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Including Ocean Eddies in Models Reduce Sea Level Rise Projections by 25%

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This study investigated the contribution of Antarctica ice melt to sea level rise (SLR) with a standard resolution climate model compared to a high-resolution ocean eddy resolving version of the model. The high resolution model projects a SLR contribution from Antarctica of near zero in 2100 while the low resolution version projects a 9.3 cm higher SLR. Explicitly resolving ocean eddies leads to a more realistic Southern Ocean temperature distribution. The projected SLR is about 25% lower at the end of this century in the eddying model.



Satellite Sea Level Acceleration is Artifact of Bad Calibration at Overlap Periods

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University of Colorado sea level data gives a bogus acceleration of 0.097 mm/yr2 due to the failure to match the satellite trend data over the overlap periods of the four satellites. The trends of the data during the overlap periods should be the same if the data were calibrated, The first three satellites have long overlap periods but the trends were increased by 1.81 mm/yr. The acceleration of tide gauge data is 13% of satellite data.



A Global Assessment of Atoll Island Area Changes

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This study of tropical island and atoll area changes assesses their vulnerability to sea level rise. Atolls are ring shaped coral reefs in the mid-ocean, including a coral rim that encircles a lagoon. An atoll may included many reef islands. This latest study reanalyzed the available photo and satellite imagery of 30 Pacific and Indian Ocean atolls including 709 islands over several decades to a century. The study found that “no atoll lost land area and that 88.6% of the islands were either stable or increased in area, while only 11.4% contracted.” 73% of islands were stable and 15.5% of the islands increased in size. Islands that changed less than 3% in area were categorized as stable. The paper reports that “no island larger than 10 ha decreased in size”.



The State of the World’s Beaches

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This paper examined the historical shoreline change trends using satellite images since 1984. The paper reports that 31% of the world’s ice-free shoreline are sandy or gavel. The study says that 24% of the world’s sandy and gravel beaches are eroding at rates exceeding 0.5 m/yr, while 28% are accreting more than 0.5 m/yr and 48% are stable. References to sandy beaches include gravel beaches. More sandy beaches are growing than are receding despite sea level rise. On a global scale, the world’s beaches have accreted on average 0.33 m/yr over the past three decades, i.e. a total gain of 3,663 km2.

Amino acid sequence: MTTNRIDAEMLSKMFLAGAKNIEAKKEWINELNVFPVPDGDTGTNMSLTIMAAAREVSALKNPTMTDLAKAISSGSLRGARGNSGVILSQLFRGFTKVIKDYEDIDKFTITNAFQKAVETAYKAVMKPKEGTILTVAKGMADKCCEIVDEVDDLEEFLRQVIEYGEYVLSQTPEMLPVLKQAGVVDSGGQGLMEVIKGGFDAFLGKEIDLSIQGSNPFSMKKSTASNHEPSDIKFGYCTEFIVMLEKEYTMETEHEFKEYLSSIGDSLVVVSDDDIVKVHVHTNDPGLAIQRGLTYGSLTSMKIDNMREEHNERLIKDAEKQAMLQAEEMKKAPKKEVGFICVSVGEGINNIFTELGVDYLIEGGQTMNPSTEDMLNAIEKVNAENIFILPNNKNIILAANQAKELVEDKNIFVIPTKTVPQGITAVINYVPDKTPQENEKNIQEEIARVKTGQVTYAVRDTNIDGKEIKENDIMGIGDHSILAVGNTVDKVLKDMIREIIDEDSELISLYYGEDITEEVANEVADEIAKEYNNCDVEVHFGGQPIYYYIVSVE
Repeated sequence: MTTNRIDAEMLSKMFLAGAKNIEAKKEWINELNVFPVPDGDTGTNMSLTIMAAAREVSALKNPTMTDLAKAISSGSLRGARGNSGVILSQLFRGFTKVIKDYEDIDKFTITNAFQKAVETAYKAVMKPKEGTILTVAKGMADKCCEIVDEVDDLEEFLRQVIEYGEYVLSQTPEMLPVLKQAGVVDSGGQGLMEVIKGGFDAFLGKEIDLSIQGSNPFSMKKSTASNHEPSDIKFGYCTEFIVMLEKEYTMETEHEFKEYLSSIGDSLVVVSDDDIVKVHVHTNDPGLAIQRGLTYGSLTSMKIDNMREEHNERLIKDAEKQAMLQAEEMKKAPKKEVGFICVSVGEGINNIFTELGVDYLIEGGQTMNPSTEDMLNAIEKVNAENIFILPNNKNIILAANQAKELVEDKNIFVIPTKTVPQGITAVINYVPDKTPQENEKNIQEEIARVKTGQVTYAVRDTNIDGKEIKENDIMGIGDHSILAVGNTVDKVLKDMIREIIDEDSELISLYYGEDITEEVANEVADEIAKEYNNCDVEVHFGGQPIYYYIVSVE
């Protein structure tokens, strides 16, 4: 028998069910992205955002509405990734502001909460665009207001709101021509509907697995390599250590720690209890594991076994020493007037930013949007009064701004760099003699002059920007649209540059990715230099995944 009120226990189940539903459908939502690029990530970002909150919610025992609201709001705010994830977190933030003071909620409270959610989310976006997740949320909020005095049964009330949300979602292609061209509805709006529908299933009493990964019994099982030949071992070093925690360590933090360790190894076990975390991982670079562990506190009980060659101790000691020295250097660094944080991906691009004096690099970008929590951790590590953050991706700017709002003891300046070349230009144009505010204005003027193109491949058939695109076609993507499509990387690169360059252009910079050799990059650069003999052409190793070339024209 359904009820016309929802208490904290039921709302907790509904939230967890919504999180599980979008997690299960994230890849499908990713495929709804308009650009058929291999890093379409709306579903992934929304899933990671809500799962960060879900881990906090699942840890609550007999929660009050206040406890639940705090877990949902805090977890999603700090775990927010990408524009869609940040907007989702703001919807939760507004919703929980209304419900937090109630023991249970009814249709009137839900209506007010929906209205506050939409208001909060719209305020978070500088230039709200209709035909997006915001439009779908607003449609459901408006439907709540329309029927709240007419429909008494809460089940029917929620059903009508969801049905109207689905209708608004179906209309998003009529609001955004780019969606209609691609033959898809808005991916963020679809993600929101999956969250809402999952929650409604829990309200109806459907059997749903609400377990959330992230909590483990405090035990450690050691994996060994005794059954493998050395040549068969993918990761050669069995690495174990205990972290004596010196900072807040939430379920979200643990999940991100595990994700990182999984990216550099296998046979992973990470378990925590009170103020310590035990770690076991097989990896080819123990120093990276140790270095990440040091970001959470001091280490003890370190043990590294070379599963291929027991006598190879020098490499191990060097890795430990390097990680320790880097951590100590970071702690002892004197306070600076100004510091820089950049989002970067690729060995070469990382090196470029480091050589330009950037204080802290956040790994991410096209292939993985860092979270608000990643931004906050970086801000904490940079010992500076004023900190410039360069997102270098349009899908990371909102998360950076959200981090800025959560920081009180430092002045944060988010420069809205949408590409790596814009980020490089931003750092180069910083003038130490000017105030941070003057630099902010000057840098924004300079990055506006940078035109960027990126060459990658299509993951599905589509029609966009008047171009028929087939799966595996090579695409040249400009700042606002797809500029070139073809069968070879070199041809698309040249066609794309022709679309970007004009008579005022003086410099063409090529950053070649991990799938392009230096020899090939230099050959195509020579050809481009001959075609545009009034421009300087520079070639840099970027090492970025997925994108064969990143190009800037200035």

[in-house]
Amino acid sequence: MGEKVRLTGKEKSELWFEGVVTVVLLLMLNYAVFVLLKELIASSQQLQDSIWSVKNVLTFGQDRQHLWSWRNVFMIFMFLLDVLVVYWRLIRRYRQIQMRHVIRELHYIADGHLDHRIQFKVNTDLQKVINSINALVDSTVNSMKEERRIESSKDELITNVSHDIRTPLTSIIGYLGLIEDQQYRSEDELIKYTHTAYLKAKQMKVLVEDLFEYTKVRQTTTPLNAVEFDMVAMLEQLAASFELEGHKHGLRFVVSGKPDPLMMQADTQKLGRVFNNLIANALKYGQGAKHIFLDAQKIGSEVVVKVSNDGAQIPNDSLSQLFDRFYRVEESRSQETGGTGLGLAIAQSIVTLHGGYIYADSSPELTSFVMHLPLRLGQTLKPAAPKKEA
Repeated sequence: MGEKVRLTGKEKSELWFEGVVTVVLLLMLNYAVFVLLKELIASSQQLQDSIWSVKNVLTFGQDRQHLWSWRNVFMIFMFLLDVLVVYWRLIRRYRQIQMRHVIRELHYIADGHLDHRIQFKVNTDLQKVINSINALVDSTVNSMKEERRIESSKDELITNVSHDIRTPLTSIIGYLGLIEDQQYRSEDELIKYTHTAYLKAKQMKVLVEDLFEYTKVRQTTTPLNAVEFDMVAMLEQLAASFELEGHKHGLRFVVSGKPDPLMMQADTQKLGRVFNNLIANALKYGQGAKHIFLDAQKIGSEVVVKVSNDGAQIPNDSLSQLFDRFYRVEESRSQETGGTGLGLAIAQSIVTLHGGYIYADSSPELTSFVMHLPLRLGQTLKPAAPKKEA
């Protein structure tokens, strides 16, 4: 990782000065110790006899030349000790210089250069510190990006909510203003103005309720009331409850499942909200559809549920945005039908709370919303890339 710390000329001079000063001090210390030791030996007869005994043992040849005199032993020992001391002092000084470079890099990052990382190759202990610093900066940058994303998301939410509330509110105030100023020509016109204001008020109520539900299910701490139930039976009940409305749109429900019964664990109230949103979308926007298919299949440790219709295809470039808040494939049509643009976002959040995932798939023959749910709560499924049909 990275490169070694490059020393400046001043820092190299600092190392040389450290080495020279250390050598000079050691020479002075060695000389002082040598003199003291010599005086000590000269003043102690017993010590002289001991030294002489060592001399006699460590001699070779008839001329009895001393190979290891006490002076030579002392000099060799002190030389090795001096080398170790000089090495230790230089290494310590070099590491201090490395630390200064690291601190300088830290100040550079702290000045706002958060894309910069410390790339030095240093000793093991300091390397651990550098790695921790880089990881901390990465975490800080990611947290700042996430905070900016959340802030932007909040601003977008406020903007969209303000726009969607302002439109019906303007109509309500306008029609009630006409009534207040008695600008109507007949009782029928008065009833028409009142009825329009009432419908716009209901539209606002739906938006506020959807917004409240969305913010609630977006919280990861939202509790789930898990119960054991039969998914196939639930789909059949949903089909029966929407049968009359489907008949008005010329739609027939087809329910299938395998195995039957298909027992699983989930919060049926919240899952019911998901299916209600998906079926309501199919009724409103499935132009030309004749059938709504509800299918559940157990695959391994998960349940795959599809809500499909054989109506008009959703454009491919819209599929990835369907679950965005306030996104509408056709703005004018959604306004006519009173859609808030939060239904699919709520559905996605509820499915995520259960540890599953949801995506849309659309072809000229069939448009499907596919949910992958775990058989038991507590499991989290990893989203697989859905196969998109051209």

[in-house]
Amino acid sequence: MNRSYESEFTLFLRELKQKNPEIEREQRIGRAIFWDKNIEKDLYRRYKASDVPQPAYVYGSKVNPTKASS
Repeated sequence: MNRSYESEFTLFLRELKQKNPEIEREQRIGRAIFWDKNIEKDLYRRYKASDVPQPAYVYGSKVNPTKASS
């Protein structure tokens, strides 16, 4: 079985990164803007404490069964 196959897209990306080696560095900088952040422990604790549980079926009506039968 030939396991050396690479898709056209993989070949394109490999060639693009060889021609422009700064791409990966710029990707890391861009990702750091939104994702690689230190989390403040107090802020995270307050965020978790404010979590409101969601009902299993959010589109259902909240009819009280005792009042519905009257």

Changes in the Rate of Sea Level Rise; Gavin vs Eschenbach

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Gavin Schmidt says that sea level rise has accelerated since 1860, but Willis Eschenbach says "Yes, a quadratic provides a better fit than no acceleration, but NOT significantly better. Which means you can't claim acceleration. Eschenbach analyzed the statistical significance the the variance between the quadratic and linear fits of the Church and White 2011 data. Church and White are experts is creating reconstructions of global sea levels from tide gauges. Eschenbach shows that there were large changes in the 31-year trends over the 20th century, ranging from a low of 0.80 mm/y ending 1931 to a high of 2.10 mm/yr in 1961. He concludes "The 95% CI for each of the residuals encompasses the variance of the other residual … and this means that there is no statistical difference between the two. It may just be a random fluctuation, or it might be a real phenomenon. We cannot say at this point."



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